English schools to get £1bn to help pupils catch up after lockdown | Education

The government is to give an extra £650m to schools in England to help pupils catch up on teaching missed during the coronavirus lockdown since March, as part of a £1bn package. Gavin Williamson, the education secretary, will announce the funding on Friday, which will also include a separate £350m in subsidies for a one-year national tutoring programme – as revealed by the Guardian – to help the most disadvantaged children in their education by offering low-cost tuition for schools…

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UK language students prepare for virtual year abroad in their bedrooms | Higher education

What is a virtual year abroad – and is there any point in it? That is the question Reece Jack, of Troon, South Ayrshire, is asking, along with thousands of other languages students whose year abroad has been cancelled or is in doubt. Jack, a second-year student of business and French at Strathclyde University, thinks the idea of shared “virtual year abroad” resources across universities, being offered as a partial replacement for the real experience, is “delusional”. “Students will not…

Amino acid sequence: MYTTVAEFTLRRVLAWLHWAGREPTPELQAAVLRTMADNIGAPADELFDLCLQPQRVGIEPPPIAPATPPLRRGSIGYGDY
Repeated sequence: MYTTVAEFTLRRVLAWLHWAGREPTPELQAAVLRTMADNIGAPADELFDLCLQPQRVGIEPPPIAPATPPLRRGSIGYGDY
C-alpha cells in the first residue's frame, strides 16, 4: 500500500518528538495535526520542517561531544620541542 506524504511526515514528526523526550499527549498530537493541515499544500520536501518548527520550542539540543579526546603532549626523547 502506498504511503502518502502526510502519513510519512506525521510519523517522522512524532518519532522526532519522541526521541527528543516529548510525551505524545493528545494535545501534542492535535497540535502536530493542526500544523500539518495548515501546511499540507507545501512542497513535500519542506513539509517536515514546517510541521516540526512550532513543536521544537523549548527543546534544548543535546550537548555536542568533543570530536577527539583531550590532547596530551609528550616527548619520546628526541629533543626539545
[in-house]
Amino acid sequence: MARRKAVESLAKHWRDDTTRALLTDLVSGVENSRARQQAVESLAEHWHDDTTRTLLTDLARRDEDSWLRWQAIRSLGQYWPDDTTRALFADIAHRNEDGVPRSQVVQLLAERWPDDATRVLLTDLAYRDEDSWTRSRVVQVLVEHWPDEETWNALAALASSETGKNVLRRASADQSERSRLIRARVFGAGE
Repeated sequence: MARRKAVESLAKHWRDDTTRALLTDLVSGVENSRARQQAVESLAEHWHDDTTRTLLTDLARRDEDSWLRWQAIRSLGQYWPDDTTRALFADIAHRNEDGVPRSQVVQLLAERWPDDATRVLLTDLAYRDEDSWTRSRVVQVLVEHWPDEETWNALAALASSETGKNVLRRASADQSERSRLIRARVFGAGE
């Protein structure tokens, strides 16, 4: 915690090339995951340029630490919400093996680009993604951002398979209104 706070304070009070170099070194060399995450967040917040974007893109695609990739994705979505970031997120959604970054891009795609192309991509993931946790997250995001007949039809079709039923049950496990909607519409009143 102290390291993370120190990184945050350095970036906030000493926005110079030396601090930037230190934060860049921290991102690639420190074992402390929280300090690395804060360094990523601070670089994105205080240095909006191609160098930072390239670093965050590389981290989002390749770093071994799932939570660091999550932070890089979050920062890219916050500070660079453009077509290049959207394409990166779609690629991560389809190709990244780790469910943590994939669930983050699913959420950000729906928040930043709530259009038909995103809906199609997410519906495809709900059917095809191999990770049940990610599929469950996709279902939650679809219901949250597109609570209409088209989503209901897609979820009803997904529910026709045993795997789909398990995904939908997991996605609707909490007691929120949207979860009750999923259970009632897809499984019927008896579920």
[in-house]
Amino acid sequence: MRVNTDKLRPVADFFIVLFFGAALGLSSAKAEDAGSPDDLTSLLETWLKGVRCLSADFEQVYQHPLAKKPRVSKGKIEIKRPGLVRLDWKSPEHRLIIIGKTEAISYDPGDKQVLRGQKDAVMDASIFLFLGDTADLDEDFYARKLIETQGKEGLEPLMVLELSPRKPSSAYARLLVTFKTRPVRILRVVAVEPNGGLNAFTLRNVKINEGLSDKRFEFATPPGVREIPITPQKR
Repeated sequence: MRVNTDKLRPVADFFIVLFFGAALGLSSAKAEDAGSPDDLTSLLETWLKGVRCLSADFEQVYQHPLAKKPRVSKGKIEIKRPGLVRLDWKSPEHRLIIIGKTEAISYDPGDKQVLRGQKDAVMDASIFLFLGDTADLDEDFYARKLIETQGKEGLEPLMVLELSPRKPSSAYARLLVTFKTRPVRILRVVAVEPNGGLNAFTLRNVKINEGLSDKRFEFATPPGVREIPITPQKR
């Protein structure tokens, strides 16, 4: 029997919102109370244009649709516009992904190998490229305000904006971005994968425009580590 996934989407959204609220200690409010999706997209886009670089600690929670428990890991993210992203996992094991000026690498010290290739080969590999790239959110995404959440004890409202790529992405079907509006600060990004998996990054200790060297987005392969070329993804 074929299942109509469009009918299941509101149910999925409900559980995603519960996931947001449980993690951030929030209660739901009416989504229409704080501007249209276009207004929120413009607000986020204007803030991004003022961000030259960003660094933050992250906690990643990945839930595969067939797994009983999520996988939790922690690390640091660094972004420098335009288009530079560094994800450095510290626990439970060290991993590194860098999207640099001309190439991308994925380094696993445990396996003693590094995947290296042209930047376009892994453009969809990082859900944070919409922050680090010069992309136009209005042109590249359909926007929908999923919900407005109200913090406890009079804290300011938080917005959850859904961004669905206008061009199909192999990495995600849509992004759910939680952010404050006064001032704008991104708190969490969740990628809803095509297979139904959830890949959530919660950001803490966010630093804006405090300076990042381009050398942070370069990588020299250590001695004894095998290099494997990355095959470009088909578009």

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Headteachers berate non-stop guidance changes for England’s schools | Education

At Huntington secondary school in York this week, the headteacher, John Tomsett, thought he was just about ready for the return of year 10s. He’d spent £20,000 making the school Covid-19 secure for the wider reopening, buying 16 mobile handwashing units and 15 extra walkie-talkies to ease a complex one-in-one-out toilet system. Paul Mussell, the school premises manager, was about to be dispatched to an industrial estate in Keighley to buy up Yorkshire’s remaining supply of hazard tape to mark…

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Act now to minimise the damage to education | Letter | Education

Following the decision to slow down the return to school for most pupils, it is time for the education secretary, Gavin Williamson, and the government to admit to the critical nature of the situation and embark on a national campaign to be ready for the start of the new school year in September (Boris Johnson urged to set out recovery plan for schools in England, 9 June). I am a governor of a primary school and from the start, as…

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Blam! Dennis the Menace and Roger the Dodger to teach British pupils about money | Business